La maison Goupil.
Galerie d’art internationale au XIXe siècle, by Agnès Penot
Between 1846 and 1884, one of the most successful French art dealers of its time, Goupil & Co, developed a marketing strategy that employed an international network of alliances to expand its sales of art – prints, paintings, drawings and sculptures. Their focus during that time was mainly on contemporary European Salon artists. Newly established offices in New York, London, The Hague, Berlin and Brussels were linked to the headquarters in Paris. For example, William Schaus and later Michael Knoedler concentrated on the American market while Vincent Van Gogh, an uncle of the painter, facilitated business relations with the Netherlands. The firm was a profitable business. Its many branches and its participation in most major international events, such as the Universal Expositions were an ever-renewable source of clients and artists. As a result, many international museums owned – and sometimes still own – at least one piece of artwork with a Goupil & Co provenance. This dissertation analyses the stock books that were used to record sales in Paris and which reveal themselves to be an invaluable source of the Nineteenth Century art market, especially as it relates to the history of taste and collecting.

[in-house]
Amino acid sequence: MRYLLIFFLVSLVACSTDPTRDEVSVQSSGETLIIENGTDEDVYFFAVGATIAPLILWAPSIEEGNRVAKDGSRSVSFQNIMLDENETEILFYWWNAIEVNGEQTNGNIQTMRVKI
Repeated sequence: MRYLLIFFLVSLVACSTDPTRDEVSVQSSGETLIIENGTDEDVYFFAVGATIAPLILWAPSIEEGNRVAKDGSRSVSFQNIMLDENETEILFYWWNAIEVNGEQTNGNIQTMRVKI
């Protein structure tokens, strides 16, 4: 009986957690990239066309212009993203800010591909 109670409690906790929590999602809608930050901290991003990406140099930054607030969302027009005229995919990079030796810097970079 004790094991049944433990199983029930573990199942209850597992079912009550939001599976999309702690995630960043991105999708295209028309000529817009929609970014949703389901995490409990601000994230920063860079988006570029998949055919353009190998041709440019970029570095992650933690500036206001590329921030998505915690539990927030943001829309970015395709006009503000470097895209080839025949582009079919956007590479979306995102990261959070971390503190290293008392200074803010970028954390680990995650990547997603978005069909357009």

Agnès Penot is an independent art historian and a specialist in 19th century French art, the art market, and provenance.
Published in French
ISBN : 979-10-92054-56-9
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